In motorsports, Wilton family satisfies its need for speedWILTON — Chris Riley’s favorite part of a racecar competition is the start. First, he weaves the car’s tires to try to get heat into them so they don’t get sticky. Then, he steps on the gas pedal to go forward as the pace car brings all the cars around the track for two laps before the race begins. “And when they drop that green flag, it’s just...,” the 66-year-old Wilton man said, pausing to think of the right word to describe the feeling.
WILTON — When Joan McCullough’s daughter was 8 years old, she developed a motor tic involving her fingers. The Wilton mom noticed the involuntary movement was similar to that of her friend’s son, who had been diagnosed two years earlier with PANDAS — pediatric autoimmune neuropsychiatric disorders associated with streptococcal infections.
WILTON >> Growing up in Wilton, Bill Lucey spent most of his time around Long Island Sound. He caught flounder in Rowayton, fished for blue snappers in the Saugatuck River and dug for clams in Stamford Harbor. Those experiences sparked his career in biology and conservation, which has spanned 30 years and taken him across the nation and in Central America.
Muck Rack makes it simple to find people, tweets, or articles that mention any name, keyword, company, hashtag etc. We've compiled this guide to help you make the most of your search.
Selecting a term
Start searching tweets, articles from media outlets, articles mentioned in tweets, journalists'
names, titles and bios with some suggested searches:
Companies or Topics (e.g. iPhone, Microsoft)
Phrases (e.g. "cloud computing") — use quotes to keep the terms together
Twitter handles (e.g. @username) — returns those who have mentioned or replied to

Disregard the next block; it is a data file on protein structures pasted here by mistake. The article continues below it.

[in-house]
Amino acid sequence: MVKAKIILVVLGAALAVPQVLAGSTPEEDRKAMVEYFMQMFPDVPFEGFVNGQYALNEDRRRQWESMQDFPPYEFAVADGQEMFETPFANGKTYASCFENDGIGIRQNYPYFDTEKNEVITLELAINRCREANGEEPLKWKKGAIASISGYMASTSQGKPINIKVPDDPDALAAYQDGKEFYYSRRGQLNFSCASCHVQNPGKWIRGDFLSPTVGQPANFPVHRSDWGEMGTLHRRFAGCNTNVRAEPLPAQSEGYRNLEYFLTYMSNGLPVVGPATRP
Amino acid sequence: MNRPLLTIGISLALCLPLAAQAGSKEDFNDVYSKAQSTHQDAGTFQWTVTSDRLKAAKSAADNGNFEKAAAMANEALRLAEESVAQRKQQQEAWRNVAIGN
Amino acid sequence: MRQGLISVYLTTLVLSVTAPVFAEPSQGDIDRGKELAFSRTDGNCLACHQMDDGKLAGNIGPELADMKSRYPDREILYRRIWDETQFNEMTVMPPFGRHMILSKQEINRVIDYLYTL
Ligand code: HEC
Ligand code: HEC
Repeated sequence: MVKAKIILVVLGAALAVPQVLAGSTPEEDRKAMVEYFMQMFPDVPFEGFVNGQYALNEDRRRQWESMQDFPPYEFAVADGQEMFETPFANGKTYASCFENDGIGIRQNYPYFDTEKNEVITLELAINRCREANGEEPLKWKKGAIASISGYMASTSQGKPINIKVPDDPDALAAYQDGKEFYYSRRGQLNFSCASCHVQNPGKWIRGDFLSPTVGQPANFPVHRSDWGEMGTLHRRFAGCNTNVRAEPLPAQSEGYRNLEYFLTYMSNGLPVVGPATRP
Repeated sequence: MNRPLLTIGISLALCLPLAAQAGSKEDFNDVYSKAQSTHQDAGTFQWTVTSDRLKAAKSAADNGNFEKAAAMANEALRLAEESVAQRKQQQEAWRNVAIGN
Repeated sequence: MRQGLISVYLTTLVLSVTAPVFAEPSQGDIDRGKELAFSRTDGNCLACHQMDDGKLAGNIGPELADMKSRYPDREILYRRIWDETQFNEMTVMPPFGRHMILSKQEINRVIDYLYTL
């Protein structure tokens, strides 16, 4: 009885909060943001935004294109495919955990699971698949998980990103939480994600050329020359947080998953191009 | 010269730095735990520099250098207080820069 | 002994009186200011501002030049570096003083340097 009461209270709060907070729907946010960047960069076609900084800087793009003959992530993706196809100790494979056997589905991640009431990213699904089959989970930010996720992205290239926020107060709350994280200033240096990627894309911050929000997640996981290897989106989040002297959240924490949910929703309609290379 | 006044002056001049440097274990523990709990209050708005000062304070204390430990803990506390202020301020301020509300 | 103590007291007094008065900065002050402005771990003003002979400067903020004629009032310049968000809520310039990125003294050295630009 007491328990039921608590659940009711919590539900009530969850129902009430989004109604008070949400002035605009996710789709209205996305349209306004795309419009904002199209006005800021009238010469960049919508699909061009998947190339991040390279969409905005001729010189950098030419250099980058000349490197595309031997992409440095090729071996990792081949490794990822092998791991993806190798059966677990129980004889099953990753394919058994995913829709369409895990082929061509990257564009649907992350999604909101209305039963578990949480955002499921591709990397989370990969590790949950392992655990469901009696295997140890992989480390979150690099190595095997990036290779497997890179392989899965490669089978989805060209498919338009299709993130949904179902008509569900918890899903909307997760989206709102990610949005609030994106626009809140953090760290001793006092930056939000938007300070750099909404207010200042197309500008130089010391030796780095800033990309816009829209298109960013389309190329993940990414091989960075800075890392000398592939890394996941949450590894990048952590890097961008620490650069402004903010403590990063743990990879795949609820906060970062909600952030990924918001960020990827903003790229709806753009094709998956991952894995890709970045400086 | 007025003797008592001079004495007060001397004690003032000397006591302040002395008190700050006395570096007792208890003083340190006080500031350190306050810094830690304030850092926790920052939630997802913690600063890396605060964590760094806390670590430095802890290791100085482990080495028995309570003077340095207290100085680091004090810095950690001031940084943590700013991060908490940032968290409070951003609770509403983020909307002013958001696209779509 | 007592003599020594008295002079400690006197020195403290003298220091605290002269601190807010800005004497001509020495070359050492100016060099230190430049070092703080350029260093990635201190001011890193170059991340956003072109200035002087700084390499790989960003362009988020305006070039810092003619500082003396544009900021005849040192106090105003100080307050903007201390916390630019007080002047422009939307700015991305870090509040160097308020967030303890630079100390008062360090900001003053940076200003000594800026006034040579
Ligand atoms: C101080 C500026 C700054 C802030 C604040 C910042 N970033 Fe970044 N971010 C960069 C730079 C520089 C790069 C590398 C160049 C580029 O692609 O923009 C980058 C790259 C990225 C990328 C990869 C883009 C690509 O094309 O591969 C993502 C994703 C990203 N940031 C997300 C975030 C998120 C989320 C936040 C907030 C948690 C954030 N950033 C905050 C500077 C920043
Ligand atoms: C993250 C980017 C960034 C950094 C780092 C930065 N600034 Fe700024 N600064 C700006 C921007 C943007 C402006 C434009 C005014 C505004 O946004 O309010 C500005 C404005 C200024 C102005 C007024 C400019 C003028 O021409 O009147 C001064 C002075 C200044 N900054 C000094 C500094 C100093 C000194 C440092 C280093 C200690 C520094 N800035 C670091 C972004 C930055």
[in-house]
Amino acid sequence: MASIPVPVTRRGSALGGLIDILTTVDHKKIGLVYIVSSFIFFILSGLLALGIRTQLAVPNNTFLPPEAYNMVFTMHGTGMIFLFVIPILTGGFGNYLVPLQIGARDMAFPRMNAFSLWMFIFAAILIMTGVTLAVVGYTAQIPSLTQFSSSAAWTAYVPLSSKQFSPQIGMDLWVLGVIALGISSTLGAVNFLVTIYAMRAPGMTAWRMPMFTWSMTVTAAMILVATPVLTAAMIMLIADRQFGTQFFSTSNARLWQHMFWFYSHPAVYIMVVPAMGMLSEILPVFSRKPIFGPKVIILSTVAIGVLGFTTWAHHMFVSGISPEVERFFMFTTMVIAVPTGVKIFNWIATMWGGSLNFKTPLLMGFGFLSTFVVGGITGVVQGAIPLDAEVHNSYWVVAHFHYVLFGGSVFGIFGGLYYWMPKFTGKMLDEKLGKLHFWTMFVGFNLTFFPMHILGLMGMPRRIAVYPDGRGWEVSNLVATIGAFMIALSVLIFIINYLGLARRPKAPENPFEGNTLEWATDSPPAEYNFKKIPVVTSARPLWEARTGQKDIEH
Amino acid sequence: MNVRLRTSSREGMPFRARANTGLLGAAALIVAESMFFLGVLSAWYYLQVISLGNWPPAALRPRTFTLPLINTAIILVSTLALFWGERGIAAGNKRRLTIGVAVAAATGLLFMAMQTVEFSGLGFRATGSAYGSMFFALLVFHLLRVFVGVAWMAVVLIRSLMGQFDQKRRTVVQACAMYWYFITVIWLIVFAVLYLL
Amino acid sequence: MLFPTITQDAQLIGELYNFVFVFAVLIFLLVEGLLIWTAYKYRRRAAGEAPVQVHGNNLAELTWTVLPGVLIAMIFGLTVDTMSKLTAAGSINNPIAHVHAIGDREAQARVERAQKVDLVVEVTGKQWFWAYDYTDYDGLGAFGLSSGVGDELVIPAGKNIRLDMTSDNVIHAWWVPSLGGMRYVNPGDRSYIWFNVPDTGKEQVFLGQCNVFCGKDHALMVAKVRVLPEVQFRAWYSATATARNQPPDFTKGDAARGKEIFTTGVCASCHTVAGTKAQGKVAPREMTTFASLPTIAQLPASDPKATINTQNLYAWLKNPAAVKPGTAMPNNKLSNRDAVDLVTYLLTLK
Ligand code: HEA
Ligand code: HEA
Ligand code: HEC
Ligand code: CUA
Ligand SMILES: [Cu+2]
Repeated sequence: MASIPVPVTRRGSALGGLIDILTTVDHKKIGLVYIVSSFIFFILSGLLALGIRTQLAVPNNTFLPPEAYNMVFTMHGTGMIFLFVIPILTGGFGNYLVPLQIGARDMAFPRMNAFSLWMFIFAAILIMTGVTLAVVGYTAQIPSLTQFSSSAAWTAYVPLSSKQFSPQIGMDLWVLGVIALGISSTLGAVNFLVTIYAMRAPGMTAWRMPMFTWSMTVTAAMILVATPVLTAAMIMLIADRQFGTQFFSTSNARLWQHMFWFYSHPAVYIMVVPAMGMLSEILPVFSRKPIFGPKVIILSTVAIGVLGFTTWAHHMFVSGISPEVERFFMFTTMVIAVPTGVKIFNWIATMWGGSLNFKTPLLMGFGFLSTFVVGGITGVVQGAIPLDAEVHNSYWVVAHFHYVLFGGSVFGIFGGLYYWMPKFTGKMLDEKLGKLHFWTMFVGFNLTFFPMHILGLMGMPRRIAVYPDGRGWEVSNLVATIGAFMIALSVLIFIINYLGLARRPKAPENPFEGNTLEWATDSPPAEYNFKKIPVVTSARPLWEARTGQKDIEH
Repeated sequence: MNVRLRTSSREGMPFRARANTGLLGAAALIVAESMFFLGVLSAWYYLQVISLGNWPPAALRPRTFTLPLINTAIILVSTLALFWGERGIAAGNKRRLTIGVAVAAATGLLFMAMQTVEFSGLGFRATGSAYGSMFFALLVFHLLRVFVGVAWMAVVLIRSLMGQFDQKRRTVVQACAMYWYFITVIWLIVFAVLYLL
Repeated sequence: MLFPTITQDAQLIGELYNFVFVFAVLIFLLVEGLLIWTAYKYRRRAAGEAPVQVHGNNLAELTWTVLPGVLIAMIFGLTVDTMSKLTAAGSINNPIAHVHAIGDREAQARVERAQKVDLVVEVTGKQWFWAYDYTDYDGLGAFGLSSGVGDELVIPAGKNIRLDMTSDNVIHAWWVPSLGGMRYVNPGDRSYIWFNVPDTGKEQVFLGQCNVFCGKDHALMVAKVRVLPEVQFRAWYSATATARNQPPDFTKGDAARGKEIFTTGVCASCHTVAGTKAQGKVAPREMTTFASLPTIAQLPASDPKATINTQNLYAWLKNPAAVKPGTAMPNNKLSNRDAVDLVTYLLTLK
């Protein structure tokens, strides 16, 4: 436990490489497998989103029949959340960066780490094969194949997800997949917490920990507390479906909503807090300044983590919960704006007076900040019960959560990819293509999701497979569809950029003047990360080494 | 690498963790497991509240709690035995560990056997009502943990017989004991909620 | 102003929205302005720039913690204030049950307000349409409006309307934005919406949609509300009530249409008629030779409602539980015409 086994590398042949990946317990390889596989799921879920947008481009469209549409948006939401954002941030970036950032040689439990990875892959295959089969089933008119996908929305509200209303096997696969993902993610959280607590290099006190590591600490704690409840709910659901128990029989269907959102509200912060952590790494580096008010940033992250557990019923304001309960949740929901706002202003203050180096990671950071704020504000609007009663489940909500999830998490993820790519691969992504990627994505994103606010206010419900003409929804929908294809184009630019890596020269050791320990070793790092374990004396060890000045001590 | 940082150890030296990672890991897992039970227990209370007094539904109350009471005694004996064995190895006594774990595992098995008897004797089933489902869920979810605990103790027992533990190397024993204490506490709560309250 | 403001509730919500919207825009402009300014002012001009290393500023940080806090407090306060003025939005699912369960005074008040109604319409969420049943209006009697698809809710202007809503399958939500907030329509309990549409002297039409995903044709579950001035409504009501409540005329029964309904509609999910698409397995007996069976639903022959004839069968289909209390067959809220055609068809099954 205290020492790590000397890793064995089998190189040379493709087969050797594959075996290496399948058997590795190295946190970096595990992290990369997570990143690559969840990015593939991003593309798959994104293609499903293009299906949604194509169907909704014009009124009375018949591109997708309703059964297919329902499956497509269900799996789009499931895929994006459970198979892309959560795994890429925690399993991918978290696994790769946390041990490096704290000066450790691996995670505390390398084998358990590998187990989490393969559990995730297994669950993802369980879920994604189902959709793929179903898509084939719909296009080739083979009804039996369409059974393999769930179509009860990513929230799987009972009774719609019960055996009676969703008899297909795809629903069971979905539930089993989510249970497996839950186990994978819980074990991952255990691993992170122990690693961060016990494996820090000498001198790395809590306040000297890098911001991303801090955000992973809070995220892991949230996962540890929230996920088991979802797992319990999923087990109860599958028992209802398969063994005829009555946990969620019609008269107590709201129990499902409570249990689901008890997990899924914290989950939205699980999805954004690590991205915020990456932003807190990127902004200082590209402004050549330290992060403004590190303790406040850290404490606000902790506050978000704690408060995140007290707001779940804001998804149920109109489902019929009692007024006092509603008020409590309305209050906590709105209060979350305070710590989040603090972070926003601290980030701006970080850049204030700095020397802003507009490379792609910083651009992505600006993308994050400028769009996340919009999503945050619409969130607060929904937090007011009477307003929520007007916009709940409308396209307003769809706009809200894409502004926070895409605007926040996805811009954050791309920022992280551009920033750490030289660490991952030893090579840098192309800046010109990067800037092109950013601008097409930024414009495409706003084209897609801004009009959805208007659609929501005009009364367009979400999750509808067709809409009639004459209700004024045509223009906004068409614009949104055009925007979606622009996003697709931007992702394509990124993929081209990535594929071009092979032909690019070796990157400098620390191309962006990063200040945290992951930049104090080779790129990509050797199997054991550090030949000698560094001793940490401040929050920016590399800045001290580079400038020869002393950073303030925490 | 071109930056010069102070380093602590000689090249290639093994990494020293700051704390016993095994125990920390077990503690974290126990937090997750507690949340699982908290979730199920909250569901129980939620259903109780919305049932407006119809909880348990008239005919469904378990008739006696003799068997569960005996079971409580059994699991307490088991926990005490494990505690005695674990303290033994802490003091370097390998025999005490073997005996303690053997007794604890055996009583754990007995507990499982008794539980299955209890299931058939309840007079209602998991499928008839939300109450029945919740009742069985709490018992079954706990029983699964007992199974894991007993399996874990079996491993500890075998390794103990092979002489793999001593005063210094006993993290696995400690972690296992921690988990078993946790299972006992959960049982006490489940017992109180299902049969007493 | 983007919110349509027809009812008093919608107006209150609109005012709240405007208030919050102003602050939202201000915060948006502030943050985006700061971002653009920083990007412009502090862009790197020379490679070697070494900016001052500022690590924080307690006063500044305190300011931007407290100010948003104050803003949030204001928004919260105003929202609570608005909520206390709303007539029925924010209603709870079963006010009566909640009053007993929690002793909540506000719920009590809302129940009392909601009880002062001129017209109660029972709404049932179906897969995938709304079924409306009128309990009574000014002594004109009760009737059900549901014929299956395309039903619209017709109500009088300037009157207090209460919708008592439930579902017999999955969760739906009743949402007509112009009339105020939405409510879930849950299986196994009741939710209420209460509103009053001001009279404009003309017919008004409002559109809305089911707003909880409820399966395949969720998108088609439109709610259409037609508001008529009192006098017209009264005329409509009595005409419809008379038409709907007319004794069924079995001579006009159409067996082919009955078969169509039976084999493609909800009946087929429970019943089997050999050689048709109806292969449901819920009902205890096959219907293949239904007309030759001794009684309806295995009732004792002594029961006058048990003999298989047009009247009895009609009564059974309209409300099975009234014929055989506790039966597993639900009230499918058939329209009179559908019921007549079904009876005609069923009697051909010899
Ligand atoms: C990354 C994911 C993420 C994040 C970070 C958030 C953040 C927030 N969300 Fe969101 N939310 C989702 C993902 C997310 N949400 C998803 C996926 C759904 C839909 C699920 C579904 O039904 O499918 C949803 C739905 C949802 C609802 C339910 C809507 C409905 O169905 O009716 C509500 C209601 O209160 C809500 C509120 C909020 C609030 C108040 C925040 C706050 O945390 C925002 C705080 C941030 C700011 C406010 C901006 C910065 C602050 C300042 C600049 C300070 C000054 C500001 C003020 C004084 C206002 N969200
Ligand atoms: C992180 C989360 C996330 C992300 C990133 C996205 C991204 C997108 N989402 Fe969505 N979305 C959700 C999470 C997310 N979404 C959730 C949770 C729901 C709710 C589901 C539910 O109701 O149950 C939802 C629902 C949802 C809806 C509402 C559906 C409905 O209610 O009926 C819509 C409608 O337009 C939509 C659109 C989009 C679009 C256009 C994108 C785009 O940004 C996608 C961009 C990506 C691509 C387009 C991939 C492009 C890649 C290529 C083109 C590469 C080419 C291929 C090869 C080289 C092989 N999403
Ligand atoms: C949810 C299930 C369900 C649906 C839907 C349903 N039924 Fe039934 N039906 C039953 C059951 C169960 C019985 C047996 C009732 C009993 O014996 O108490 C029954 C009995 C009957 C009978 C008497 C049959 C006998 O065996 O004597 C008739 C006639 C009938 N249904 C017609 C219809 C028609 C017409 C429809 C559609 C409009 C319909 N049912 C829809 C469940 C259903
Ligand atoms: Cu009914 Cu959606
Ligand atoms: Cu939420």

Names (e.g. "David Pogue")
Hashtags (e.g. #sxsw, #london2012)
Bio details (e.g. vegan, Olympics, father)
Muck Rack's Advanced Search allows for many boolean operators.
Find results that mention multiple specified terms, use AND or
+. For example, ensure each result contains both Elon Musk and Mark Zuckerberg by
searching Obama AND Romney or Obama + Romney.
Use the operators OR or , to broaden your search when you'd like either of
multiple terms to appear in results. (This is the default behavior of our search when no operators
are used.) For example, search for democrat OR republican to find results that refer to
Democrats and/or Republicans.
Use NOT or - to subtract results from your search. For
example, searching Disney will yield results about the Walt Disney Company as well as Walt Disney
World Resort. To exclude mentions of Disney World, search for Disney -World or Disney
When using one of these operators with a phrase, enclose it in quotation marks. For example, you can
find results about smartphones excluding Apple's iPhone 4S by searching smartphone -"iPhone
Exact case matching or punctuation
If you're searching for a brand name or keyword that relies on specific punctuation marks or capitalization, you can
find results that match your exact query by adding matchcase: before the keyword you're searching for, like matchcase:E*TRADE .
Use parentheses to separate multiple
boolean phrases. For example, to find journalists talking about having fun in Disney World or
Disneyland, search for ("disney world" OR disneyland) AND fun.
An asterisk can be used to search for any variation of a root word truncated by the asterisk. For example, searching for admin* will return results for administrator, administration, administer, administered, etc.
A near operator is an AND operator where you can control the distance between the words. You can vary the distance the near operation uses by adding a forward slash and number (between 0-99) such as strawberries NEAR/10 "whipped cream", which means the strawberries must exist within 10 words of "whipped cream".